Kevin: The thing that’s great about the reality of the folks who are committed Christians having this conversation, it’s not just having Christ in the room but it’s Christ in the center. Just to build on what Ruth had to say about the image of God, it’s also the brokenness that creates the humility. To the degree that in a particular conversation on the macro, I can present as the one to whom the injustice has been done. I have to be, if I’m honest, equally aware of the ways that I am being unjust to others. What connects us at the foundational level is, “I am a sinner saved by grace.” Sin is causing death and disease; it’s causing all kinds of things. If we want to talk about a particular –ism, we turn the page and the players jump from the persecuted to the persecutor with a different-ism. What I would hope is that folks would recognize we have created a forum and a space and the table for the truth telling and listening to be done.

Ruth: One of the things I was thinking about is the baggage I carry because of the journey. We all carry baggage around fear, resentment – because of past experiences. My hope is that by engaging one another and by having these conversations in meaningful ways, there might be a day when those emotions will not accompany us into the room automatically?

Ethelyn: Over the years, I have seen this Presbytery change. Even for me, being the moderator at one time, I’ve seen our presbytery change for the better. The more we get people to be able to just sit and share their stories and nobody is making a judgment call. We all have stories that not only we can tell, [but also] we have stories that we would like to tell but we are afraid because of whatever reason… I really have hope for who we are, to role model not just among us but for [the broader world and community]. How much are we as individuals willing to risk so that the truth can set all of us free to some point?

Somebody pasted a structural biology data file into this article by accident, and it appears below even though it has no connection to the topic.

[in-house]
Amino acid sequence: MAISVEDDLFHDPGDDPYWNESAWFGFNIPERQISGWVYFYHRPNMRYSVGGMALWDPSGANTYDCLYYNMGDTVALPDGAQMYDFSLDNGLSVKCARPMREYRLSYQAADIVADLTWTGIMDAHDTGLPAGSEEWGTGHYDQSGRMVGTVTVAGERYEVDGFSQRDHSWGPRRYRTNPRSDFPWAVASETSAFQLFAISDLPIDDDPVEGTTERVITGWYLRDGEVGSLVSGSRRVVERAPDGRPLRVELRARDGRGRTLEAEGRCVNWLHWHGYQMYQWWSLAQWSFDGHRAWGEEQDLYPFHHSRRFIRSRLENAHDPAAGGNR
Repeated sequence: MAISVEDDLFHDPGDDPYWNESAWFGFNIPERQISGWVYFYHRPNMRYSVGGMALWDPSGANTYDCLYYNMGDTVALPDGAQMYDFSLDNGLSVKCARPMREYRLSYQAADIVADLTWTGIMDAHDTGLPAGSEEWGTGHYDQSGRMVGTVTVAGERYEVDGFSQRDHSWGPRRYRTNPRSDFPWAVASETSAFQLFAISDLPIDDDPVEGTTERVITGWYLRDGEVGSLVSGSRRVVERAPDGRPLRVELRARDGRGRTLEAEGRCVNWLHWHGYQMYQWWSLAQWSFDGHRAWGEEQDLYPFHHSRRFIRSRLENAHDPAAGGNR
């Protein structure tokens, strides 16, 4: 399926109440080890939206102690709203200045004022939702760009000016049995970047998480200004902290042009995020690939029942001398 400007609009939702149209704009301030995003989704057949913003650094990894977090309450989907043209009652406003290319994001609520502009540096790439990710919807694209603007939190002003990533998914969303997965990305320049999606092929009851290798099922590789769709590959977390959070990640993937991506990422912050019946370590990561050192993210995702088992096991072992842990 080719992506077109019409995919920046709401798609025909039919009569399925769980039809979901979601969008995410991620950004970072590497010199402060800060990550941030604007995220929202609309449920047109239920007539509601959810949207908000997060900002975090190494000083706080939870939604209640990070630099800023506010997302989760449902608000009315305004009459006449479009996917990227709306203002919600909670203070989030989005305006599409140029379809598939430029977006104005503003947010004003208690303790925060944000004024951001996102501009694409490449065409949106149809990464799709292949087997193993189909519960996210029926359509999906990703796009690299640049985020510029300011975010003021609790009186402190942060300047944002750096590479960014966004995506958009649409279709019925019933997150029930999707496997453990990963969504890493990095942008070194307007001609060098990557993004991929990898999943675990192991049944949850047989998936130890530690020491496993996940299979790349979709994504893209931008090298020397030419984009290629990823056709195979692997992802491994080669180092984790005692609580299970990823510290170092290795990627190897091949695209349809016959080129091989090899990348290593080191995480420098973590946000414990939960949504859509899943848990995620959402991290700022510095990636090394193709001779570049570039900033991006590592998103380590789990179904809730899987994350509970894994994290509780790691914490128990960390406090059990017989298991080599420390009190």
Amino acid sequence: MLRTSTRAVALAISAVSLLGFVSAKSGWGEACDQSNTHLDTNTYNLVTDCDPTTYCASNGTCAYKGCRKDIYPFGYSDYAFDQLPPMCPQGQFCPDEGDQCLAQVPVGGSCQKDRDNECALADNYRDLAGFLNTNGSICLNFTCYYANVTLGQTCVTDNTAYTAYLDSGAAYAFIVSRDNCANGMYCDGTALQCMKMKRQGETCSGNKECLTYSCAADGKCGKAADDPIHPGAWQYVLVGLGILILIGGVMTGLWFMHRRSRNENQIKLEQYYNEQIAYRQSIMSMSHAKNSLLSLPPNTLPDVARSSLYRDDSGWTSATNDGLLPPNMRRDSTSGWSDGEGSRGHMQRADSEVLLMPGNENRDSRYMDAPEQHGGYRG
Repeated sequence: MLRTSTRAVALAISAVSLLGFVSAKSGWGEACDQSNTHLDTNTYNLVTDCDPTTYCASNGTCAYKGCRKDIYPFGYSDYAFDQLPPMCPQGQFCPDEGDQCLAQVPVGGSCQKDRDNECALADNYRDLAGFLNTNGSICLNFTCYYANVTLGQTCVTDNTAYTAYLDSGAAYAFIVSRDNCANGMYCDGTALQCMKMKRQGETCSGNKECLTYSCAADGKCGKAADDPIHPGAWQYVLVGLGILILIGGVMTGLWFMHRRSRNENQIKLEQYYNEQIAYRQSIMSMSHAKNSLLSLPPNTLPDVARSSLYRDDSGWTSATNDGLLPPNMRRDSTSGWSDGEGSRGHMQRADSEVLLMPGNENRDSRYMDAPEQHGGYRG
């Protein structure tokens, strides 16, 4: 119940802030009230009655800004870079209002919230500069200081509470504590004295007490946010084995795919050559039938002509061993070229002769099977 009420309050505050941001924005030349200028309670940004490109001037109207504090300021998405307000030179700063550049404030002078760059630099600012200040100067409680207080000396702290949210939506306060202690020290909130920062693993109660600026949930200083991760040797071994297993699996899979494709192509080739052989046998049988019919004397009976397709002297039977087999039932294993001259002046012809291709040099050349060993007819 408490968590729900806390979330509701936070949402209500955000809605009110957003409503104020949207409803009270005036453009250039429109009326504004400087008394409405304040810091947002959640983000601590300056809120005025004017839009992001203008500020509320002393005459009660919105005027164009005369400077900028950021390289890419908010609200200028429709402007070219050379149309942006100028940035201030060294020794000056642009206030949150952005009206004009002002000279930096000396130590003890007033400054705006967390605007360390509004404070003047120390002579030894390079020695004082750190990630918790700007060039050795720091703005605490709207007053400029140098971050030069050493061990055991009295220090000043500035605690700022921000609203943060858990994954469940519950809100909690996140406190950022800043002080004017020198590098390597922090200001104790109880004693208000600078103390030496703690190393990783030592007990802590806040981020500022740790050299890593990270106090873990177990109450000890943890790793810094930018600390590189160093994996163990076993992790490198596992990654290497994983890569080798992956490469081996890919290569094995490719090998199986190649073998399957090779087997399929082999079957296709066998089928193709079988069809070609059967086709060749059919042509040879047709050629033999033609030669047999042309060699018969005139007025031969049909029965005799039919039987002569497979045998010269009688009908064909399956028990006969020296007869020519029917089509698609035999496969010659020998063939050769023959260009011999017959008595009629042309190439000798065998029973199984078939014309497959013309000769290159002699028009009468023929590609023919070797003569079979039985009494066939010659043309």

Bill: Continuing the theme, I hope that we will be willing to take the time that this conversation requires. For me it begins with time to keep silence as friends like Kevin, Janel, Ruth and Ethelyn speak. In time I will begin to speak, questions first, but then to tell my own stories, and then, as we linger together, we may begin to challenge, confront, and encourage one another. Would that someone listening in on our conversations might notice how our speaking and our silence was filled with faith, hope, and love.

Aware that the nature of these conversations is organic and a growing edge, what are some ways people throughout our Presbytery can be a part of these conversations in the days ahead?

Bill: Show up. Show up to regional meetings and presbytery meetings and pre-presbytery meetings. Show up and be intentional. For those of us who have known advantages that are ours because of race and ethnicity, be intentional about beginning with a time to keep silence and to listen. For those of us who do not share those same advantages, be intentional about taking time to speak, telling stories, even stories that are hard to tell.

I am a reluctant presbytery moderator for a number of reasons, among them the reality of a full schedule and- I don’t have time for this. But as Christ has called me to take time and find time for participation in the life of the presbytery, he has blessed me with unexpected friendships with Kevin, Janel, Ruth, and Ethelyn, among others. It is a joy –sometimes a hard joy – to hear the stories they tell. It is a joy to know that they will want to hear my story, as well.

Ruth: [My hope is] we get through 2016 and we have learned not just how to have a conversation, but that we can model for other regions. That would be my grandiose hope. I think Philadelphia is particularly poised in part because of its complex 300 year history, but also because of where and how we stand today. Who we are because of whose we are can define how we respond to the pain of what is going on all around us in our nation and abroad. I believe our willingness to engage in these courageous conversation speaks to our spirit. I trust above all, that God’s Spirit is with us.

As the Presbytery of Philadelphia rallies behind these critical conversations on race, bias, and privilege, we are reminded such work is at the core of what it means to be the church of Jesus Christ who has given us the ministry of reconciliation (2 Corinthians 5:18-20). Stay tuned for more opportunities to be engaged. Until then, may we all commit to move the conversation forward one step at a time and one relationship at a time, as we all draw nearer to the day when God makes all things new and right.